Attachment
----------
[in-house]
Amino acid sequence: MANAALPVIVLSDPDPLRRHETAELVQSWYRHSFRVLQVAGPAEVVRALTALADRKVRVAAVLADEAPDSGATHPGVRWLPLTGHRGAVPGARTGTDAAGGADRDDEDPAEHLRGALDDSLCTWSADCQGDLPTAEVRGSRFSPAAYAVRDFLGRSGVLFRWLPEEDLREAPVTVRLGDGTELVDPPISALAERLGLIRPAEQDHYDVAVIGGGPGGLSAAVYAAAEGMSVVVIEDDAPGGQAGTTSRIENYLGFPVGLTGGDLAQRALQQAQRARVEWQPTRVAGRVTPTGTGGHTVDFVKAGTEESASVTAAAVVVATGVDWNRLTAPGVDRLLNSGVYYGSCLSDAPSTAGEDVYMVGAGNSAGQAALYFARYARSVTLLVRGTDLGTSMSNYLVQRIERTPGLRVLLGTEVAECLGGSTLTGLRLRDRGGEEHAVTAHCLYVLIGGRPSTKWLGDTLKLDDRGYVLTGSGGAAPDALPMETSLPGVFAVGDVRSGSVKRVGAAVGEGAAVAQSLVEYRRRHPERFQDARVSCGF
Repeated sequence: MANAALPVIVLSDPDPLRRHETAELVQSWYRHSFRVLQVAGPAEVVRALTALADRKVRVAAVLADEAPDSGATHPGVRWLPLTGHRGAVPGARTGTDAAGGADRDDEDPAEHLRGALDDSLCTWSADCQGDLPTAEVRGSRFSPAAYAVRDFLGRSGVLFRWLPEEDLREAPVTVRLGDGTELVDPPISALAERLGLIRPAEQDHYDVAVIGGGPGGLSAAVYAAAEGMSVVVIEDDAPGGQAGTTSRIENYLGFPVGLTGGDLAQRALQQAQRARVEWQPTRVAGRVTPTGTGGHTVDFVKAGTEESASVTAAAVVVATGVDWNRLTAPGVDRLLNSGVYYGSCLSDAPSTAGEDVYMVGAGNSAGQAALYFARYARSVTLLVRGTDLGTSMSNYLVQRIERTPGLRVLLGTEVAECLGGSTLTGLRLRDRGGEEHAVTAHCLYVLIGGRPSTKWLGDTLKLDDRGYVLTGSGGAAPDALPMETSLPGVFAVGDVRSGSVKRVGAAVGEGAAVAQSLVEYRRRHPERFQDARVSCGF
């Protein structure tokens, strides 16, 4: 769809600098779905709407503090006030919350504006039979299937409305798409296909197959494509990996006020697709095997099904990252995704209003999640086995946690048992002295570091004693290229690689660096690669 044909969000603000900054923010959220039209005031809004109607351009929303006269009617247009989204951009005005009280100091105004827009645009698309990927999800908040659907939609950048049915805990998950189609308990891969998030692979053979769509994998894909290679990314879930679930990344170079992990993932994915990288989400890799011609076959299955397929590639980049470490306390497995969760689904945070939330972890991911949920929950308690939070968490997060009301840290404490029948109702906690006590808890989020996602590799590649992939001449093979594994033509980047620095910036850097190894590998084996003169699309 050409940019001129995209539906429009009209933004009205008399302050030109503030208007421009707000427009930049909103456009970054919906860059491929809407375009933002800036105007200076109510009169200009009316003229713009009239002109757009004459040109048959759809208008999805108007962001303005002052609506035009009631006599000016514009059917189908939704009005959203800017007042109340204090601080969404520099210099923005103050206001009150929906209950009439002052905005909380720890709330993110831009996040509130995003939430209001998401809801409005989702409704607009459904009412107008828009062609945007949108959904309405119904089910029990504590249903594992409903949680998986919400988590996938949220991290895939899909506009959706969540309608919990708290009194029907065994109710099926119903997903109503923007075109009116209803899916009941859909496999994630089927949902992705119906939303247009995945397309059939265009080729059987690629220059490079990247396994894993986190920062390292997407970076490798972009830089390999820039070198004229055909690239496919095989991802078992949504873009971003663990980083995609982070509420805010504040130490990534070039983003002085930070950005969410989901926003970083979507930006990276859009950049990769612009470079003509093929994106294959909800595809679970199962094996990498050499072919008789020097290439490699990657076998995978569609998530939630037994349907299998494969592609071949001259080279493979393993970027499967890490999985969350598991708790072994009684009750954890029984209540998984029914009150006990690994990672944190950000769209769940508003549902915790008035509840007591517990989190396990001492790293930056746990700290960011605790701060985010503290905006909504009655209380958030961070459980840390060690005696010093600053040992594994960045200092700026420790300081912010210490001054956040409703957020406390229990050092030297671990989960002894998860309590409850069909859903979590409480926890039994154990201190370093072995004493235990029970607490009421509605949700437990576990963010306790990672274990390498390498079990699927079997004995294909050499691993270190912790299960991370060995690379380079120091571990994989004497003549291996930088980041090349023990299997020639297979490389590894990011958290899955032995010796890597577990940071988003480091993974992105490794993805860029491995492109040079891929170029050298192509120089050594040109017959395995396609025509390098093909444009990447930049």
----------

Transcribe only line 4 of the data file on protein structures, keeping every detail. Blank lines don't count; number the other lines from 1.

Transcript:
């Protein structure tokens, strides 16, 4: 769809600098779905709407503090006030919350504006039979299937409305798409296909197959494509990996006020697709095997099904990252995704209003999640086995946690048992002295570091004693290229690689660096690669 044909969000603000900054923010959220039209005031809004109607351009929303006269009617247009989204951009005005009280100091105004827009645009698309990927999800908040659907939609950048049915805990998950189609308990891969998030692979053979769509994998894909290679990314879930679930990344170079992990993932994915990288989400890799011609076959299955397929590639980049470490306390497995969760689904945070939330972890991911949920929950308690939070968490997060009301840290404490029948109702906690006590808890989020996602590799590649992939001449093979594994033509980047620095910036850097190894590998084996003169699309 050409940019001129995209539906429009009209933004009205008399302050030109503030208007421009707000427009930049909103456009970054919906860059491929809407375009933002800036105007200076109510009169200009009316003229713009009239002109757009004459040109048959759809208008999805108007962001303005002052609506035009009631006599000016514009059917189908939704009005959203800017007042109340204090601080969404520099210099923005103050206001009150929906209950009439002052905005909380720890709330993110831009996040509130995003939430209001998401809801409005989702409704607009459904009412107008828009062609945007949108959904309405119904089910029990504590249903594992409903949680998986919400988590996938949220991290895939899909506009959706969540309608919990708290009194029907065994109710099926119903997903109503923007075109009116209803899916009941859909496999994630089927949902992705119906939303247009995945397309059939265009080729059987690629220059490079990247396994894993986190920062390292997407970076490798972009830089390999820039070198004229055909690239496919095989991802078992949504873009971003663990980083995609982070509420805010504040130490990534070039983003002085930070950005969410989901926003970083979507930006990276859009950049990769612009470079003509093929994106294959909800595809679970199962094996990498050499072919008789020097290439490699990657076998995978569609998530939630037994349907299998494969592609071949001259080279493979393993970027499967890490999985969350598991708790072994009684009750954890029984209540998984029914009150006990690994990672944190950000769209769940508003549902915790008035509840007591517990989190396990001492790293930056746990700290960011605790701060985010503290905006909504009655209380958030961070459980840390060690005696010093600053040992594994960045200092700026420790300081912010210490001054956040409703957020406390229990050092030297671990989960002894998860309590409850069909859903979590409480926890039994154990201190370093072995004493235990029970607490009421509605949700437990576990963010306790990672274990390498390498079990699927079997004995294909050499691993270190912790299960991370060995690379380079120091571990994989004497003549291996930088980041090349023990299997020639297979490389590894990011958290899955032995010796890597577990940071988003480091993974992105490794993805860029491995492109040079891929170029050298192509120089050594040109017959395995396609025509390098093909444009990447930049």